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deformed footpads

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I need some advice on my 6 monthes old B.C. I recieved him from a friend's sister, who rescued him from a breeder who was going to put him down. He's an affectionate puppy, who loves to play and has no problems with running, but has a slight limp, and often holds his front paw up. His back pawdoesn't seem to bother him. Both front and back right paws have fused pads, and missing nails.

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First off, let me congratulate/thank you for caring and adopting a little guy who sounds like he needs love and proper care.


If I am understanding this right, you have gotten (I'd call it "rescuing" because this little guy was slated to be euthanized) a youngster who was going to be euthanized because two of his feet are either deformed from birth or have been injured in some way as to be deformed.


I guess the first suggestion I would have, no matter what else, is to take him to your vet to make sure he has been given a thorough check-up, including receiving any puppy shots that he has not yet received (including rabies, as he is plenty old enough for that), a fecal check for worms or other parasites, and an evaluation for general health. Since he appears to be favoring that one paw/leg, he may be experiencing some discomfort and that should also be looked at.


I have a youngster that I was given with a birth defect - he is overshot (bottom jaw is too short). He also was cryptorchid (only one testicle descended - the other was retained abdominally). Someone said to me, and I can't remember but think it was the vet, that an animal with one birth defect may often have others, which may be minor or less noticeable. Hence the need for a thorough check-up with your vet.


There are some Border Collies that get through life with some real challenges, and they meet them head on, don't fret over them (that seems to be our job as humans), and deal with what life hands them. A dog will often (usually?) cope much better than the human when it comes to dealing with problems of a physical nature - we worry about it and they just get on with it.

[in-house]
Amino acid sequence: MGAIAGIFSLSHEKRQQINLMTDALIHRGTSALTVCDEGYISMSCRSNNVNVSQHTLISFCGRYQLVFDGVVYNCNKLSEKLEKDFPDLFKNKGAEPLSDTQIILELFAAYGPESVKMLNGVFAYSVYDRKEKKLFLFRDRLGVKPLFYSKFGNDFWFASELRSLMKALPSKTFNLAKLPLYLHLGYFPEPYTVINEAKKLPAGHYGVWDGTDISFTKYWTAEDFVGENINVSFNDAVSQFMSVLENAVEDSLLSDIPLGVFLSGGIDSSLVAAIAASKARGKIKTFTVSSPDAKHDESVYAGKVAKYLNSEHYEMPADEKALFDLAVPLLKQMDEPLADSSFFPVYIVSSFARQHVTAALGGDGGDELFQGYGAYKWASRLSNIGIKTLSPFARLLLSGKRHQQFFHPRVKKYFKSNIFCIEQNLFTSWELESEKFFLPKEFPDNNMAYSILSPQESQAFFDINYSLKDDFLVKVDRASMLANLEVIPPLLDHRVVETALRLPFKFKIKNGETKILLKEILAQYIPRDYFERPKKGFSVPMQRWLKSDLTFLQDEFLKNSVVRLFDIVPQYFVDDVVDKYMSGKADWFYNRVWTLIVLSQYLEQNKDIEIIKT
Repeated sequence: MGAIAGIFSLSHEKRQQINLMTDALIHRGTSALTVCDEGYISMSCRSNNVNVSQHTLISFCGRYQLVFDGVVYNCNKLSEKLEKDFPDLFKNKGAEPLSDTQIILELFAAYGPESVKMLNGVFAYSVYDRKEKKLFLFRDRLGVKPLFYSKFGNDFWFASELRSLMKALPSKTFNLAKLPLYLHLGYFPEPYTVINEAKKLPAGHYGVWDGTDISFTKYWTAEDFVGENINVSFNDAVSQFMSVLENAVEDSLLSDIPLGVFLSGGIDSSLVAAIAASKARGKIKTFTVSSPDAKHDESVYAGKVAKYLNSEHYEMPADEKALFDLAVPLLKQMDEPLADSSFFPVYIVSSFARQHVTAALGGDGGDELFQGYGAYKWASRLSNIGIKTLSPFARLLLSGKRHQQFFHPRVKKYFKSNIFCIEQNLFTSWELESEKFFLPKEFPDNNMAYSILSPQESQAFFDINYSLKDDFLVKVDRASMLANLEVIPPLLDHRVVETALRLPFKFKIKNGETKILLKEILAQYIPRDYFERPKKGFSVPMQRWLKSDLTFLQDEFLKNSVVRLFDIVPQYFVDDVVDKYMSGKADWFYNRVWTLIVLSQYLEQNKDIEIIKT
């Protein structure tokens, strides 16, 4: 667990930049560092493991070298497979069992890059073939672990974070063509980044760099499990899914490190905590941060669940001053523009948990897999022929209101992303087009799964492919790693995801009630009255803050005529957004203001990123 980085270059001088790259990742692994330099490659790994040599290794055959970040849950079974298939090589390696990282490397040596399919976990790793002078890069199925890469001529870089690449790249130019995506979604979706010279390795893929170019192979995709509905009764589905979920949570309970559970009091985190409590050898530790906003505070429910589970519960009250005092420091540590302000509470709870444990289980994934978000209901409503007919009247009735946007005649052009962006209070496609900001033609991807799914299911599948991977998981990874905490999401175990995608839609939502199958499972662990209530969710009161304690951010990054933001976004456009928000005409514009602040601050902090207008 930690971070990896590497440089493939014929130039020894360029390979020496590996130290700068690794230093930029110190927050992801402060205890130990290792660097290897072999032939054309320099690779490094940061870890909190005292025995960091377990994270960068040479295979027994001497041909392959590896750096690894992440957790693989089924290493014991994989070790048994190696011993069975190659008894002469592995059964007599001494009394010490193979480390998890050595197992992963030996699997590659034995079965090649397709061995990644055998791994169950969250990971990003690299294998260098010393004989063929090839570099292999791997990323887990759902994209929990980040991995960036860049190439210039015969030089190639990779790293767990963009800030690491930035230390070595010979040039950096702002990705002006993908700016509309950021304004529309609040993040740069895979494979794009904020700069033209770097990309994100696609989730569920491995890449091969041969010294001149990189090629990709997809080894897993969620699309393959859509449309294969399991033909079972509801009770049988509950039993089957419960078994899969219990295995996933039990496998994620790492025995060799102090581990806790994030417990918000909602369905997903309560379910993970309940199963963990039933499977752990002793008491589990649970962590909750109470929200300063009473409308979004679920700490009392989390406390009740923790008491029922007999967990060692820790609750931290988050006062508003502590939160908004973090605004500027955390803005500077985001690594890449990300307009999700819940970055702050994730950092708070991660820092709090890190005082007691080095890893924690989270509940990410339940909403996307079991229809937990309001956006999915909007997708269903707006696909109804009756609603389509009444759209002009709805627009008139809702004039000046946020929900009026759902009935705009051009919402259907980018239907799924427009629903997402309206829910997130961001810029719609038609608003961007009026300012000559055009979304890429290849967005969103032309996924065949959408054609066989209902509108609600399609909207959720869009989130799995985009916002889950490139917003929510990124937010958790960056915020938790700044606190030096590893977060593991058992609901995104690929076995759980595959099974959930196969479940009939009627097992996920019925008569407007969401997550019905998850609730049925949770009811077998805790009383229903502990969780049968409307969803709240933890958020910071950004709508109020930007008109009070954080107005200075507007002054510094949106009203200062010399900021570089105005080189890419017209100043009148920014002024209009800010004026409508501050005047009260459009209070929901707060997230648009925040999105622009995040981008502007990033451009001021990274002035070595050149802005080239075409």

Your vet should be able to advise you on whether or not he/she thinks it is a birth defect or injury-related issue and how to care for and handle any issues (soreness, lack of traction, etc.). There may also be others on this board who have experienced something similar and can give much better advice than I can.


I would advise caution in slipperly circumstances or rough surfaces where either lack of traction or absence of toe nails might result in abrasion on the pads, especially when he is old enough for more vigorous activity (like fetch games). Physical exercise is important for a Border Collie but mental exercise may even be more important. If he isn't capable of vigorous physical exercise, give him gentle physical exercise (like walking) and lots of mental exercise, to keep him content and happy (and watch his diet carefully, if he can't burn up too many calories being as active as many dogs are).


And, very importantly, please see that he is neutered.


Very best wishes!

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A friend of mine has a lovely little cocker spaniel that was born missing a toe, including the pad, on one of her front feet. Because of the difference in pressure distribution on that foot the pads have developed strangely, not fused but flattened and spread. She gets sore on that foot from too much running and playing cause the remaining pads don't absorb shock properly and will wear til they are raw easier than a normal foot.


Her vet has her on a pad cream that is supposed to toughen up the remaining pads and told her owner to keep an eye on her and be ready to stop the play if she is getting too sore but to be sure to let her be a normal 1 year old as much as possible.


She loves my Griffin boy and they run around and play like crazy whenever they get a chance. She doesn't know she has a problem and if she starts getting sore and we stop the play she fights the leash, wanting to continue the running.


I would get your pup to a vet to get those feet checked on. You might also want to discuss starting joint supplements now in case the deformed feet cause arthritis later in life.


Good luck! We'd love to see pictures of the little guy!



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